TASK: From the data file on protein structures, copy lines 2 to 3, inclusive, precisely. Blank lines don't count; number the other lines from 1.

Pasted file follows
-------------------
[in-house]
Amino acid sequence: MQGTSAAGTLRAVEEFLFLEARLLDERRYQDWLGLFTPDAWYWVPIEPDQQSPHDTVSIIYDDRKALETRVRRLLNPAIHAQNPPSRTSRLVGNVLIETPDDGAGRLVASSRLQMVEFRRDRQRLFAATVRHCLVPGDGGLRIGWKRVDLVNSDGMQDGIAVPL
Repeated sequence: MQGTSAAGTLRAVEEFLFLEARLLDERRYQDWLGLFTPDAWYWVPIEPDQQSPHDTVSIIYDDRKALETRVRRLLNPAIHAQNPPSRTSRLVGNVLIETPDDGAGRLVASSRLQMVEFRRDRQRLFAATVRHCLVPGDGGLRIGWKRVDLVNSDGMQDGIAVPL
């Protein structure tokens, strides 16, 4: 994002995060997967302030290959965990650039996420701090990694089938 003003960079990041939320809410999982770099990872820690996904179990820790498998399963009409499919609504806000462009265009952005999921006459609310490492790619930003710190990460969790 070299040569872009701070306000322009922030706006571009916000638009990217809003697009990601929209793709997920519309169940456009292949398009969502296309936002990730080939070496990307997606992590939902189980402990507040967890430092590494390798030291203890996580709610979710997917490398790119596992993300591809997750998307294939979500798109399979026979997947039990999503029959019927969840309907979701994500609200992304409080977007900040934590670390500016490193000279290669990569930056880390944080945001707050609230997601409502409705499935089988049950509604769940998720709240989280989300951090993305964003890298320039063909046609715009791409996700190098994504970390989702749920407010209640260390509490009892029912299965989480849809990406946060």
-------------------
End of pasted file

Amino acid sequence: MQGTSAAGTLRAVEEFLFLEARLLDERRYQDWLGLFTPDAWYWVPIEPDQQSPHDTVSIIYDDRKALETRVRRLLNPAIHAQNPPSRTSRLVGNVLIETPDDGAGRLVASSRLQMVEFRRDRQRLFAATVRHCLVPGDGGLRIGWKRVDLVNSDGMQDGIAVPL
Repeated sequence: MQGTSAAGTLRAVEEFLFLEARLLDERRYQDWLGLFTPDAWYWVPIEPDQQSPHDTVSIIYDDRKALETRVRRLLNPAIHAQNPPSRTSRLVGNVLIETPDDGAGRLVASSRLQMVEFRRDRQRLFAATVRHCLVPGDGGLRIGWKRVDLVNSDGMQDGIAVPL